The normal thing to do

Inaugural address at the 20th European Meeting of Cultural Journals, Sibiu, 21 September 2007

Dear Mr Mayor,

Your excellencies,

Distinguished guests, speakers and panellists,

Dear friends and colleagues,

We have come a long way since 1983, when the German broadcasting journalist Hans-Götz Oxenius gathered a handful of editors of cultural journals at the conference centre of the World Council of Churches in Bossey, Switzerland. This was the beginning of what we now know as the Eurozine network.

The editors that came to Bossey all travelled there from countries in Western Europe. Just as those who took part in the next meeting did, two years later in Urbino in Italy.

In these and the following early years of the emerging network of European cultural journals, Europe was a very narrow concept. Participants from the countries behind the Iron Curtain were odd exceptions at these meetings – anomalies. And for those few who were in fact invited, the every-day reality was a very different one from that of their western colleagues. In most cases, they had to decline the invitation – for example because they needed to concentrate on getting to enough paper to be able to publish their next issue…

Yes, things have changed. Places have changed. Places are changing. Europe is today a different and much broader concept – for Eurozine obviously also much wider than that of the European Union. Since the mid-nineties – long before any of the recent “enlargements” – participants from Eastern and Southern Europe no longer appear as anomalies at these meetings, but as perfectly normal people. As normal as editors, writers and intellectuals can be.

I have been asked several times – from all sorts of people – why we organize this year’s Eurozine meeting in Sibiu. There are of course many possible answers to this question – the reasons for coming to this small but exciting city are legion – but my first answer, our answer, is always the same. It is the same as in Istanbul two years ago or in Tallinn the year before that: Why not? It’s the normal thing to do. Just as normal as to meet in London (which we did last year) or in Paris (which we will next year).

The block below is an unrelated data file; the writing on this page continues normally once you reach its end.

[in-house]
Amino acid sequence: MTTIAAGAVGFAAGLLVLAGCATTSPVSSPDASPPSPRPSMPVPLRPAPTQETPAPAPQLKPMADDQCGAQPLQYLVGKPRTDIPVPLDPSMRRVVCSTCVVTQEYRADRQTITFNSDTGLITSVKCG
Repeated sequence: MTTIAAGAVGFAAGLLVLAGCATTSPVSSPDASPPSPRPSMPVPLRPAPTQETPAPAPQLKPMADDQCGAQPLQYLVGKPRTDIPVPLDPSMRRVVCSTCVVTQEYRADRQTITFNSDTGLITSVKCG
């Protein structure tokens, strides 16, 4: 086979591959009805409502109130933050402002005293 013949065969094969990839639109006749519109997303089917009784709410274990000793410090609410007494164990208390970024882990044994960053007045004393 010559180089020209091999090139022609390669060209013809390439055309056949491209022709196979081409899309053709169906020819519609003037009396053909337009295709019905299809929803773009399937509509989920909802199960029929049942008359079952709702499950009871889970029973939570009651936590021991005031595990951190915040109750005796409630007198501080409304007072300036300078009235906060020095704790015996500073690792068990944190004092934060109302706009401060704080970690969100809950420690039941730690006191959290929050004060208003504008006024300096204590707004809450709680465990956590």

The theme of this the 20th European Meeting of Cultural Journals – “Changing Places. What’s normal anyway?” – can thus also be interpreted as an introspective attempt to reflect on this winding history of the Eurozine network. But it is of course much more than that.

In the next few days, we will have the chance to look at the concept of normality from many different angels. From Mircea Vasilescu’s observation that the “search for normality” has been relocated from the spatial or geographical realm to the temporal – wich he will present in his opening speech in a moment – to Slavenka Drakulic’s closing speech on Sunday evening, in which the most intimate of spaces, the bathroom, will be turned into a stage for an, at least partly, tragic mix-up comedy in which normality is mistaken for paradise.

“The man who finds his homeland sweet is still a tender beginner; he to whom every soil is as his native one is already strong; but he is perfect to whom the entire world is a foreign land”. These words by the 12th-century clergy man Hugh of Saint Victor (who will play a minor role in the session dedicated to the second of this meeting’s main themes: exile and writing out of place) can also serve to describe the Eurozine experience. We are not yet perfect, but we are already strong. The soil of Sibiu becomes – at least for a few days – also our soil. For us who have worked with this conference, this is a very concrete experience of feeling welcome. I hope that you all will have the same feeling.

Published 21 September 2007
Original in English
First published by Eurozine

© Carl Henrik Fredriksson / Eurozine


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